"As a coach, he was very unusual, very creative. If you weren't giving it your all, he would get your attention very quickly," Wilcox said of Cochrane, adding that even so, "He made it fun."
In 1970, Cochrane was honored as USILA Lacrosse Coach of the Year, and led men's lacrosse to an undefeated season and its first of three Midwest Lacrosse Association league championships. The varsity sport of men's lacrosse was discontinued in 1979. A dual-sport coach, Cochrane was also twice named Ohio Soccer Coach of the Year in 1969 and 1972 and led the team to two NCAA tournaments. He retired in 1985. The soccer field at BGSU is now named for him, and he was inducted into the National Soccer Coaches Association of American Hall of Fame in 1995.
"I was lucky," Cochrane said of his coaching tenure at BGSU. "We didn't have scholarships, but kids came. We had good people. And we ended up winning. Lacrosse only lost one game in the last two years."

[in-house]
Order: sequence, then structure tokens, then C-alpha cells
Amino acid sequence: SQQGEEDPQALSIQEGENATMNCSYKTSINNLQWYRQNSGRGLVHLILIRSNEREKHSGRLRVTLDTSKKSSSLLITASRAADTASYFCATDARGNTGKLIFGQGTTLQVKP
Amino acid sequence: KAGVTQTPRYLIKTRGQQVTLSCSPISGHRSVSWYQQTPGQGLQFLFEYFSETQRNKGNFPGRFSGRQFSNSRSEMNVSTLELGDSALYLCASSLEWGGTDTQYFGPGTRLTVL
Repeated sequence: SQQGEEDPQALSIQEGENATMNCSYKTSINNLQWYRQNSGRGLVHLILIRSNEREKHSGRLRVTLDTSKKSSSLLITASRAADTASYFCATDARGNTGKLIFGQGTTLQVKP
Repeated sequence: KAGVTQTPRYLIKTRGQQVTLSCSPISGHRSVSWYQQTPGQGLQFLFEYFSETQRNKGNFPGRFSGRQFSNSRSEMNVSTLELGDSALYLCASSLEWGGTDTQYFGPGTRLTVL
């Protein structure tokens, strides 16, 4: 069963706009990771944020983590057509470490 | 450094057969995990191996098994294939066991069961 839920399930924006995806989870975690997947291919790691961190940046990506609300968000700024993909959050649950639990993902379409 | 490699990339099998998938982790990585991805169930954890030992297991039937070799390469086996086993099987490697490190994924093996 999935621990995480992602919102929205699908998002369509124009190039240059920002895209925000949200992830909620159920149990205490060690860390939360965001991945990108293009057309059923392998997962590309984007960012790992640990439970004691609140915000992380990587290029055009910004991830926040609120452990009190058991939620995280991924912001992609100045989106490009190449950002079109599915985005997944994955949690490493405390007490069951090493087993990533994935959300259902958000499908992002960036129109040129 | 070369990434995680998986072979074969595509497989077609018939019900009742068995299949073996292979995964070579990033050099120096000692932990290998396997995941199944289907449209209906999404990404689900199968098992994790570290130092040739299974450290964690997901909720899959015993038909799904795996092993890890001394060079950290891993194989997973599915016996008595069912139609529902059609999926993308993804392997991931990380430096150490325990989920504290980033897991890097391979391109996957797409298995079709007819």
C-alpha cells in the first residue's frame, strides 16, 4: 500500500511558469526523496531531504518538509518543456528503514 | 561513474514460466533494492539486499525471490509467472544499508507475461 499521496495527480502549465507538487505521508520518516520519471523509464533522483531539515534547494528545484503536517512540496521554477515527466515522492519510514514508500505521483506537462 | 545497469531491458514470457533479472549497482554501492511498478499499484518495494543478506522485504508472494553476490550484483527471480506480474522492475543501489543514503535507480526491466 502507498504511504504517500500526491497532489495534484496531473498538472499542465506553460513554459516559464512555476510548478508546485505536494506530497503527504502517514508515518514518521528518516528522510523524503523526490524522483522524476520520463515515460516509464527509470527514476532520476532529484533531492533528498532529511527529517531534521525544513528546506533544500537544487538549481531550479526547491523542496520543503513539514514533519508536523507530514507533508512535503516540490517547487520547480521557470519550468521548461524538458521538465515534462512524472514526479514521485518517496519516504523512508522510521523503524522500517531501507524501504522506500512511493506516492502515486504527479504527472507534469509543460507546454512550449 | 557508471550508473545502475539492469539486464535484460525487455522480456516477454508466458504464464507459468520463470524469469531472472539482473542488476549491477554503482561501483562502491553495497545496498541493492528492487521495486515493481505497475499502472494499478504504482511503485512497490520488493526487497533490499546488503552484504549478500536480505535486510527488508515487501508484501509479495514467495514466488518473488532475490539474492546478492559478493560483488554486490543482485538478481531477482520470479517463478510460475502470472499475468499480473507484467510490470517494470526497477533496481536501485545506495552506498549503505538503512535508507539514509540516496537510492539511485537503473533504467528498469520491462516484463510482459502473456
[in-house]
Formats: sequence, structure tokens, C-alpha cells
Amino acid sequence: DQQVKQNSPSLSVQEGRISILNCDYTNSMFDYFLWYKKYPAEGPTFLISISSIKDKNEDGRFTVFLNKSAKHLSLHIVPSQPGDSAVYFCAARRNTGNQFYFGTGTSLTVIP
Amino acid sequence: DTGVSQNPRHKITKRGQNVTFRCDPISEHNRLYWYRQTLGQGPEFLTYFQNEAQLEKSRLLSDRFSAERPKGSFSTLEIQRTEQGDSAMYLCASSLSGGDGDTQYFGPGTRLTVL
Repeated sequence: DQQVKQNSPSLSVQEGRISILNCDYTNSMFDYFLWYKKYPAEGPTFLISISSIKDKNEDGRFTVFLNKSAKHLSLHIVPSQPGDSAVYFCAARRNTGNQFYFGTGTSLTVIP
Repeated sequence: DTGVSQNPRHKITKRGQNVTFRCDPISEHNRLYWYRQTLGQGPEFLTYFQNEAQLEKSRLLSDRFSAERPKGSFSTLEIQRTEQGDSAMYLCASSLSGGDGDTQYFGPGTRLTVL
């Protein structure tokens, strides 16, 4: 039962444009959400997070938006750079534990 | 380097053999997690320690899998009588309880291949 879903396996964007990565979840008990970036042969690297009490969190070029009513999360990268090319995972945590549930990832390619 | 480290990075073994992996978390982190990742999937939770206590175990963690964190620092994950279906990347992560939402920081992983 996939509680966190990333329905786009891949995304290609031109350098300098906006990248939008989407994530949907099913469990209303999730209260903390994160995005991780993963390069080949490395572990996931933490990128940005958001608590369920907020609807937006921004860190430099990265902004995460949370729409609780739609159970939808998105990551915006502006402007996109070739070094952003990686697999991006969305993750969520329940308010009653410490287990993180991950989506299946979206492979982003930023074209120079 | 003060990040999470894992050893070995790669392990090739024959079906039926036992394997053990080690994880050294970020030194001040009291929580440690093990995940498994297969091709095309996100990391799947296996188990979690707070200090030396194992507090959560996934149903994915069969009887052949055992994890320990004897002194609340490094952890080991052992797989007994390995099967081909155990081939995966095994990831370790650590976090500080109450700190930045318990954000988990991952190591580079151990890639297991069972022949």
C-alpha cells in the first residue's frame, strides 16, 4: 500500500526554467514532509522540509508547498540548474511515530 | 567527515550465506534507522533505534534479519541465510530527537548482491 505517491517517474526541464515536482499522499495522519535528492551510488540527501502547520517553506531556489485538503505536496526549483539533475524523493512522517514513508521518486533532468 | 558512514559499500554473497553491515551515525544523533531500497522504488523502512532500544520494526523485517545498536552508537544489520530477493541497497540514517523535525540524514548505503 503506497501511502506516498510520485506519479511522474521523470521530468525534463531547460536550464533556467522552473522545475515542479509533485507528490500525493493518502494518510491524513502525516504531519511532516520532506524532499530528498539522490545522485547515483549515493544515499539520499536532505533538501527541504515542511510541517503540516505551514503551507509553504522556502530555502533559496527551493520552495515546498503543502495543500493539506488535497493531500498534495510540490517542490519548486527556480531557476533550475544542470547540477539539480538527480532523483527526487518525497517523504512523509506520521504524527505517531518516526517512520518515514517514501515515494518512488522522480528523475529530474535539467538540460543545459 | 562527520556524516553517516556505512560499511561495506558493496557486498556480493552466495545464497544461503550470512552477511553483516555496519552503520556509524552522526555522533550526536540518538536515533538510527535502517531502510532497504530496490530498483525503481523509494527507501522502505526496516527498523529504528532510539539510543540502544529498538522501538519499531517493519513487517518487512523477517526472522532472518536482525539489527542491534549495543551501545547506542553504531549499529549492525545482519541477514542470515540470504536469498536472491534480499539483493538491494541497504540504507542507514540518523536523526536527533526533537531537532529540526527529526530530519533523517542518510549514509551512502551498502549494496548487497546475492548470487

His lacrosse and soccer players alike remember pre-game meetings at the Cochrane house, complete with sweets freshly baked by the coach's wife, Pat. It was during those visits that Cochrane would deliver an unusual sort of pre-game pep talk: a poem. Cochrane would deliver an original poem, which was written in iambic-pentameter and usually rhymed, Curtis recalled. A group of lacrosse alumni hold an annual reunion in Baltimore, and Cochrane still offers an original poem when the group calls him from the party.
Cochrane had a new poem for those who recently invested in the effort. He recited it for the raucous crowd of lacrosse alumni during a recent special event celebrating the fundraising effort at University House, the home of BGSU President Mary Ellen Mazey.
It went like this:
"Back to BG, you come with great pride;
For 14 years you had the best ride;
The depth of your gifts cannot be denied;
For now Falcon past will be viewed far and wide.
"Mickey created an experience for anybody that played lacrosse at Bowling Green like none other," Curtis said. "He's an outstanding coach and an even better person. Being on one of Mickey's teams was truly like being part of a family."
Now, preserving artifacts of the memories of all Falcon sports is Cochrane's mission.